Pharmacologic strategies to reduce drinking in patients with AUD may attempt to correct the imbalance between excitatory and inhibitory pathways, and relieve the intense craving for alcohol brought about by neuroadaptation. Alternatively, compounds that target reward pathways may compensate for the plasticity in dopamine signaling that enhances the drinking experience of patients with AUD.
In spite of increasing knowledge of the neurobiological disturbances caused by habitual drinking, a common etiological cause for AUD has not been established. Furthermore, the complex interplay of genetic and environmental factors predisposing an individual to the development of AUD exacerbates the search for pharmacologic treatment options that are generally effective across patient populations.10
Pathophysiological consequences of alcohol use
Even in otherwise healthy individuals, alcohol is toxic to most organ systems at doses above one to two drinks per day.11 Long-term exposure to alcohol generally increases the risk of damage to the gastrointestinal, cardiovascular, immune, nervous, and other systems. Cellular toxicity can be initiated by the metabolism of ethanol and subsequent accumulation of acetaldehyde, a metabolite that can damage intracellular proteins and induce cell death through apoptosis.11 Additionally, changes in the oxidation–reduction state of a cell following substantial ethanol metabolism can have an impact on cellular respiration and the metabolism of fats in both animals and humans.12
Alcohol can promote gastrointestinal bleeding through inflammation of the esophagus and stomach, or through vomiting that can damage the gastrointestinal mucosa. Acute pancreatitis is more prevalent in alcoholics than in the general population and can progress to chronic disease or pancreatic cancer with prolonged exposure.13 Accumulation of fat in the liver as a result of decreased oxidation of fatty acids and other metabolic changes can progress to fatty liver disease, alcohol-induced hepatitis, and cirrhosis.14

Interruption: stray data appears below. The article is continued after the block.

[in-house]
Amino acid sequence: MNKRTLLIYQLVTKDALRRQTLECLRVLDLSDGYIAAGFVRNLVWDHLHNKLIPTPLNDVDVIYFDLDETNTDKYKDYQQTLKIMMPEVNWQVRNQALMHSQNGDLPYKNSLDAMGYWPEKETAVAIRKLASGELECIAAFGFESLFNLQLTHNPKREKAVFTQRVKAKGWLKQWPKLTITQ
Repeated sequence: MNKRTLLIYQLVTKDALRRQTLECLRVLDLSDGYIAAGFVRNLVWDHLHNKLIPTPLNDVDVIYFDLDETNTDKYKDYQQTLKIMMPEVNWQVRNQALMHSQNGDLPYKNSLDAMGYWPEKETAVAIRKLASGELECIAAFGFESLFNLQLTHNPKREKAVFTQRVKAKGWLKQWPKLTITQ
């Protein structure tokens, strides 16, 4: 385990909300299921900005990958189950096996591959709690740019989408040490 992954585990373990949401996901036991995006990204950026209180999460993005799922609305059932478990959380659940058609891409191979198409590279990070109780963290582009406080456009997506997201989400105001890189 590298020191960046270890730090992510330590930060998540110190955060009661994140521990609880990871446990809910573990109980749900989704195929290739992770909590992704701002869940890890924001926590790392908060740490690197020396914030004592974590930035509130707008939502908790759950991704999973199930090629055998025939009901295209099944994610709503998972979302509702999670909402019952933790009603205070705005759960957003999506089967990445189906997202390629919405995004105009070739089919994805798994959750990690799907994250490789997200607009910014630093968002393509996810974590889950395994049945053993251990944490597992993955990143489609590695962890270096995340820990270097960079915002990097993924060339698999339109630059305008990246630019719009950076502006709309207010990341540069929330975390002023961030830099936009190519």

Low-to-moderate alcohol consumption (one to two drinks per day) causes peripheral vasodilation and decreases contractility of the heart, resulting in a mild decrease in blood pressure.15 Changes in clotting mechanisms or increases in high-density lipoprotein in alcohol users who typically have one drink per day may even confer a cardioprotective effect.16 However, consuming three or more drinks per day is a factor in mild-to-moderate hypertension and heavy drinkers are at increased risk for coronary artery disease and cardiomyopathy. The effects of heavy drinking can range from left ventricular impairment and arrhythmia to heart failure as a result of limited contractility of heart muscle. Binge drinking (eg, a single exposure to 90 mL of 80-proof whiskey) can produce atrial or ventricular arrhythmias, even in individuals who have no other evidence of heart disease, a syndrome known as “holiday heart.”17
Alcohol-dependent individuals may experience peripheral neuropathy characterized by tingling or numbness, especially in the hands and feet. A progressive neurologic syndrome that affects gait and stance, often accompanied by nystagmus, can result from atrophy of the cerebellum due to alcohol toxicity.18 Less common are neurologic syndromes that result from thiamine deficiency secondary to heavy drinking: Wernicke’s syndrome consists of encephalopathy, uncoordinated muscle movement, and eye muscle weakness; and Korsakoff’s syndrome is characterized by amnesia.
Demographics of alcohol use
Consumption of alcoholic beverages in the US is common, with two-thirds of adults over 18 years of age having consumed alcoholic beverages within the past year, according to the 2011 National Health Interview survey.19 The highest prevalence of heavy use (13.7%) is observed in the age group from 18 to 25 years.20 Estimates in the general population are similar or higher in Europe, according to the World Health Organization.21